1337_Dude wrote: The Artful Dodger wrote:
1337_Dude wrote:Metallica: Master of Puppets, ...and Justice for All, Metallica (The black album)
Pantera: Cowboys from Hell, Far Beyond Driven
After taking notice of your list, I can't help but notice you forgot Kill 'Em All and Ride The Lightning for Metallica. Add Vulgar Display Of Power for Pantera. This was arguably their most popular album even though I believe FBD was Pantera in its prime. The Great Southern Trendkill is also good, but sounds odd at first, although you'll get used to the harsh grooviness of it all. Reinventing the Steel isn't bad either, but Cowboys and FBD are more important than that album.
My plan wasn't to list all of the albums, but to give him the albums that I thought represented the bands the best. Master of Puppets and Justice are my personal favorite "old" Metallica albums, while the Black Album is probably their most user friendly album. As for the Pantera albums those are just my personal favorites. I figure if he likes either of those then he'll look into the other ones.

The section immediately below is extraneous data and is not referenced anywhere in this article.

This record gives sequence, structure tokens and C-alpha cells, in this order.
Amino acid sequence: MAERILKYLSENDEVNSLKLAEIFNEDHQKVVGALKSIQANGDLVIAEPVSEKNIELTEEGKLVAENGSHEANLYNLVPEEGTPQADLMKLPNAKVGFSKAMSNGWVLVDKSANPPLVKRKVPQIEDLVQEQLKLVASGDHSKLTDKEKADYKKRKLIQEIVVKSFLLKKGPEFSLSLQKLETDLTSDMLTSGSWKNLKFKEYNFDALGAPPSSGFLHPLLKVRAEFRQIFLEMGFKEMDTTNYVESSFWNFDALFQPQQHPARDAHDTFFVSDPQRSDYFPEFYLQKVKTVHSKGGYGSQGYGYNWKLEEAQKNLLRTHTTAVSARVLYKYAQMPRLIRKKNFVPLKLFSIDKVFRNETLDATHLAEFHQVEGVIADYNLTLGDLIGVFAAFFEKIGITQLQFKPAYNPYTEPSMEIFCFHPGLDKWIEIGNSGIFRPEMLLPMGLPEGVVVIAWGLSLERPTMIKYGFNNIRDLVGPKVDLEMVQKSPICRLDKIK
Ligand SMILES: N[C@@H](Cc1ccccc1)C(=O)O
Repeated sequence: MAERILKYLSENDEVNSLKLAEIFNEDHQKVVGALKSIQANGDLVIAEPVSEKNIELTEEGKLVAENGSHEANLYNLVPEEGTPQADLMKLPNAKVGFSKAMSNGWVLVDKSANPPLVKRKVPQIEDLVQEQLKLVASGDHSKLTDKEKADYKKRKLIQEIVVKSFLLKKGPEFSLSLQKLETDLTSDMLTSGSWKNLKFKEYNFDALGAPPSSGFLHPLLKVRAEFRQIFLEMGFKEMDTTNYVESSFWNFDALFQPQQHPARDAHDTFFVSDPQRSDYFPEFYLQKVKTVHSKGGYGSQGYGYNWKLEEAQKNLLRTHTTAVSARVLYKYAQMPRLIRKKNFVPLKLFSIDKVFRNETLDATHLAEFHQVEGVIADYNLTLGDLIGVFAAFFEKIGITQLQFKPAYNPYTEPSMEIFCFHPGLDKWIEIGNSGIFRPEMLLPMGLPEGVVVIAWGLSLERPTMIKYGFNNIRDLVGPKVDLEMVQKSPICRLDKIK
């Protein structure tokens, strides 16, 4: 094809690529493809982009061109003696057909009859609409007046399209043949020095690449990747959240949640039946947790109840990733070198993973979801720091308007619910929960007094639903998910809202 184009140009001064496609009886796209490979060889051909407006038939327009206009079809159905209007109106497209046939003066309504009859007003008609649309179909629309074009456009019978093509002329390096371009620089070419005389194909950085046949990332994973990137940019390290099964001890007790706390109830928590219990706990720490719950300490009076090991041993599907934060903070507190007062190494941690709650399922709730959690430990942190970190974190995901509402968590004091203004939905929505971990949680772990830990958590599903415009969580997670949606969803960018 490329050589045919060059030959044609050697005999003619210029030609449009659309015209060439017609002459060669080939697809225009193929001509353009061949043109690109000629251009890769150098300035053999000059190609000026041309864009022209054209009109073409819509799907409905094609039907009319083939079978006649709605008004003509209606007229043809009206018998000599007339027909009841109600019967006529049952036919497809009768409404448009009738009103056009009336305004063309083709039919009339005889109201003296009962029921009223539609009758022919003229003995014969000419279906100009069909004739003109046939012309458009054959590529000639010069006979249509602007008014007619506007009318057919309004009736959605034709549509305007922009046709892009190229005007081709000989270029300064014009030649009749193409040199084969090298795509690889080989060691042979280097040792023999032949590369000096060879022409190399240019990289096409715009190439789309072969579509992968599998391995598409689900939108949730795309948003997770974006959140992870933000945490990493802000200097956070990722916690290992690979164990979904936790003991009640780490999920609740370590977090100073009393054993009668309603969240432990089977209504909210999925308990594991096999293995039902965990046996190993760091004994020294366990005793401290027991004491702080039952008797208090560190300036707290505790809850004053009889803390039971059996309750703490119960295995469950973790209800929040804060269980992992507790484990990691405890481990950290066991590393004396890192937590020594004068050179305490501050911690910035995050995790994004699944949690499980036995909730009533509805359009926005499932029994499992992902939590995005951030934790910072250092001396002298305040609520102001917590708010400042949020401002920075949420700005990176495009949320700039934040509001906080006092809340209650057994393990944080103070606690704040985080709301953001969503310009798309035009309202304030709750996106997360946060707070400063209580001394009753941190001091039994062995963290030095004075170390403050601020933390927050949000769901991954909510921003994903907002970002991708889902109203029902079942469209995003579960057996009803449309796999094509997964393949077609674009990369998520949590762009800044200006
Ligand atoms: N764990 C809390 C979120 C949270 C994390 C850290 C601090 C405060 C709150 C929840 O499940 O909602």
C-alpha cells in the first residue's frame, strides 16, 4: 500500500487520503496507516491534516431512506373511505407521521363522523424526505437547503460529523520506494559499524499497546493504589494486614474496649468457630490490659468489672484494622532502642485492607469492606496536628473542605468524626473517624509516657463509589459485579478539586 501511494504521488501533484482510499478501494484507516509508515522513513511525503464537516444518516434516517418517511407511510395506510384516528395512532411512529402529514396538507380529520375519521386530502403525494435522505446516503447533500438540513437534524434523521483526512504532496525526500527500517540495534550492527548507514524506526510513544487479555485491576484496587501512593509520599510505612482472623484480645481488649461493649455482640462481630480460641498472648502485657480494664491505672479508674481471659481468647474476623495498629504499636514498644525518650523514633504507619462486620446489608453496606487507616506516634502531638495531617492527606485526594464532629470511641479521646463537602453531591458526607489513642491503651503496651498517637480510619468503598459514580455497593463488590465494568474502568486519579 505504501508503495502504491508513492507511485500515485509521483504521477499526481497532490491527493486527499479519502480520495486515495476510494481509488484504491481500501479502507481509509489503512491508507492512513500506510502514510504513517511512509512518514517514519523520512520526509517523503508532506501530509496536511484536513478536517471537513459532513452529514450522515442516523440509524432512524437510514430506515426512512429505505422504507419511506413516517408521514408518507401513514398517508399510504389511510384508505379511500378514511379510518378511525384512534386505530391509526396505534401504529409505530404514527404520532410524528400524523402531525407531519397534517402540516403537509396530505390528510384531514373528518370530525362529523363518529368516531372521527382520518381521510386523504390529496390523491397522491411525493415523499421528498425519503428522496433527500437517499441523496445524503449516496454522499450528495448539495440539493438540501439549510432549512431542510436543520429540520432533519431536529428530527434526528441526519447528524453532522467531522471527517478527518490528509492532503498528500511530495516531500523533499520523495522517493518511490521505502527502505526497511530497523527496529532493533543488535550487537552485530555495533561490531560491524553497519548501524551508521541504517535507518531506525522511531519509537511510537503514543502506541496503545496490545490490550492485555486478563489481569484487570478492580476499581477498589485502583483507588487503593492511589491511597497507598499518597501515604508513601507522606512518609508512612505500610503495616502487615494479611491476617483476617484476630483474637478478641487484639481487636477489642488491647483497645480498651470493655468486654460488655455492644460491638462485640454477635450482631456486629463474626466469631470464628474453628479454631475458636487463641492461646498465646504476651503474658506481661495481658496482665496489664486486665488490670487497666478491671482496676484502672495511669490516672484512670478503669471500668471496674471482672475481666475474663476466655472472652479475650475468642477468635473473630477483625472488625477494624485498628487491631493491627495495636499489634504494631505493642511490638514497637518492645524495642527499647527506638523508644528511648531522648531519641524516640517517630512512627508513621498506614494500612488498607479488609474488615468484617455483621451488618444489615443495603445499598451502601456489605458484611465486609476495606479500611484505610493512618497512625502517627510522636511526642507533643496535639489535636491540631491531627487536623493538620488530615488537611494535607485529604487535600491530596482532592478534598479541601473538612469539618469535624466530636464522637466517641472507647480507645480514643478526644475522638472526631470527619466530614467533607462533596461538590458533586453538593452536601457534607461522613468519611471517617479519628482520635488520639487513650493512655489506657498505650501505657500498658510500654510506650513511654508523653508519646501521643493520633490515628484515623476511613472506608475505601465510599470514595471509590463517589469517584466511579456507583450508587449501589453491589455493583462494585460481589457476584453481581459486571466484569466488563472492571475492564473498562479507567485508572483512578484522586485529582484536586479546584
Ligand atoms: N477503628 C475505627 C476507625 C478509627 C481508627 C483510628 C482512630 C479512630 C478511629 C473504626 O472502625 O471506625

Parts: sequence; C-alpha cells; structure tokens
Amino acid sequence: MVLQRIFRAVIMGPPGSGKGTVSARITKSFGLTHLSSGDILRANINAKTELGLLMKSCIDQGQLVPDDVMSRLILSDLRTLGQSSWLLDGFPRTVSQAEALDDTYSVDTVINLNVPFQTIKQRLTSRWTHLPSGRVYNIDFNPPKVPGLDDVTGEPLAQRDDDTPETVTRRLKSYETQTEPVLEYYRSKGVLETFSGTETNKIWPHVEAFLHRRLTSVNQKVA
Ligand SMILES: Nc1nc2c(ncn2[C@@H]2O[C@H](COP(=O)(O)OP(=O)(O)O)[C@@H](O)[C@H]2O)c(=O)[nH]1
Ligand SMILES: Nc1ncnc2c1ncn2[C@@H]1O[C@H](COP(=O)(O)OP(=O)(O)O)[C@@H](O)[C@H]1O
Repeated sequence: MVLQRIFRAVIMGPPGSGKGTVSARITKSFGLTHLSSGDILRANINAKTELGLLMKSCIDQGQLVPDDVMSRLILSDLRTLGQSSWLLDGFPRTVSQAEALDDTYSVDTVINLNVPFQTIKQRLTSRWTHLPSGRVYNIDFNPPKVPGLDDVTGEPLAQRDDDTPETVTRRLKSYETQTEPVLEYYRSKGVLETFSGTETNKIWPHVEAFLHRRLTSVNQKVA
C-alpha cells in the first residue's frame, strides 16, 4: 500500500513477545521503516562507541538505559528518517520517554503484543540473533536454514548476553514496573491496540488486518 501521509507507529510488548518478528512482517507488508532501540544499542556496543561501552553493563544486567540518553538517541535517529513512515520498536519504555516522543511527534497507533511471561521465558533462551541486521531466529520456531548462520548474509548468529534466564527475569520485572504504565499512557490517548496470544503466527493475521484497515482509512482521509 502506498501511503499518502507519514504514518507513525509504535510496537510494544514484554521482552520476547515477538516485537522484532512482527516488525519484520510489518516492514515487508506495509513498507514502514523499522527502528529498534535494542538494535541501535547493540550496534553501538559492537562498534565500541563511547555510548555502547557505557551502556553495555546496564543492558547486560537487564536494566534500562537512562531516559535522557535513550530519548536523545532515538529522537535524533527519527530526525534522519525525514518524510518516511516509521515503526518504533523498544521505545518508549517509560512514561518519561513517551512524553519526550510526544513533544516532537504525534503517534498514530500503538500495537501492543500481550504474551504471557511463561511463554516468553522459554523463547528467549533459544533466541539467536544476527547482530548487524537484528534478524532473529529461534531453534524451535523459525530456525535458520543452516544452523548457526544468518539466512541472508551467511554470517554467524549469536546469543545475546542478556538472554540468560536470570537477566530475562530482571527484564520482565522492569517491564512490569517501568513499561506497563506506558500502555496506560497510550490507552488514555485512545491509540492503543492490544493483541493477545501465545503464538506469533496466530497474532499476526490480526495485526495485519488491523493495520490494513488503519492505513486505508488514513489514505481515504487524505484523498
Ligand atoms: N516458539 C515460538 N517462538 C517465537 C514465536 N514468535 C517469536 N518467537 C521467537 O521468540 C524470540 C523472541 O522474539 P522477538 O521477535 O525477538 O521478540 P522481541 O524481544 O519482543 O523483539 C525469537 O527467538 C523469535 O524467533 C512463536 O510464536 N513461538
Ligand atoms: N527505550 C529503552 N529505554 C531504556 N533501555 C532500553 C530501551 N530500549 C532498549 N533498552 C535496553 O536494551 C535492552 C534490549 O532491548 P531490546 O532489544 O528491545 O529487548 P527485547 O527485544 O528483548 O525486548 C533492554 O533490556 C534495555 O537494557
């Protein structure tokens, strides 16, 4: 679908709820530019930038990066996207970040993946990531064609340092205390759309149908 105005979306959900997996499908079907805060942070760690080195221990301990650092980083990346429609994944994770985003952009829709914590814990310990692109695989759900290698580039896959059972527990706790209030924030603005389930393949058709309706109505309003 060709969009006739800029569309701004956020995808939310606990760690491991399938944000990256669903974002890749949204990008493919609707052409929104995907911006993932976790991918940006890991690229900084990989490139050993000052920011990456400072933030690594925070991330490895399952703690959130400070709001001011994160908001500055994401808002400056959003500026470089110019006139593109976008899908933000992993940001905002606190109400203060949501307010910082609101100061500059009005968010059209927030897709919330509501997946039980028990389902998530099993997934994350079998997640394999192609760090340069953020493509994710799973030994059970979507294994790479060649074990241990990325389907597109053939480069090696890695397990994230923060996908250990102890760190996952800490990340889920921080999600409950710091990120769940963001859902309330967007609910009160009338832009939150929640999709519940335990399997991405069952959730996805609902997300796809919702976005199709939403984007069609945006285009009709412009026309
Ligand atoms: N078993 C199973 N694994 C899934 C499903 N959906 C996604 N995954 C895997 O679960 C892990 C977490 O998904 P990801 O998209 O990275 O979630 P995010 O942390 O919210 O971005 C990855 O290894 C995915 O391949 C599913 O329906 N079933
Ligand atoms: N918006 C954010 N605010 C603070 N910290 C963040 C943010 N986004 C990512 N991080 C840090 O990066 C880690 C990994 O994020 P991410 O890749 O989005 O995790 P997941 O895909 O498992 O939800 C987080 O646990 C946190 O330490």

Ah, I see where you're going.
For Metallica, I would start with The Black Album, which is somewhat of Metallica 101, but this was the start of them turning rockabilly and leaning dramatically away from thrash (some thrash scholars don't even recognize Metallica as a pure thrash band anyway). After that, Master of Puppets is probably the gateway into getting into thrash metal and it's their most recognizable metal album to any metal-loving fan. Then, take a listen to ...AJFA, which was post-Cliff Burton Metallica. After that, get into Ride The Lightning, which some folks prefer over Master Of Puppets as Metallica's best ever album, but I find myself skipping over the titled track and Escape anyway. Then, get into their earliest album: Kill 'Em All, which is my sentimental favorite. This was back when Metallica had that raw, thrashy sound and their lyrics were nothing else but a complement, but otherwise, nothing extremely special.
For Pantera, I'd start with Vulgar Display Of Power, which proceeded the thrashier Cowboys From Hell and a couple of years before the harder for hard music's sakes Far Beyond Driven was released. I think "Walk" and "Mouth For War" are the two of the most layman-accessible songs when it comes to listening to Pantera...and they come off of VDOP. Then, after that, you should step backwards into Cowboys From Hell and that should cement your sound for Pantera before heading into the more abrasive Far Beyond Driven.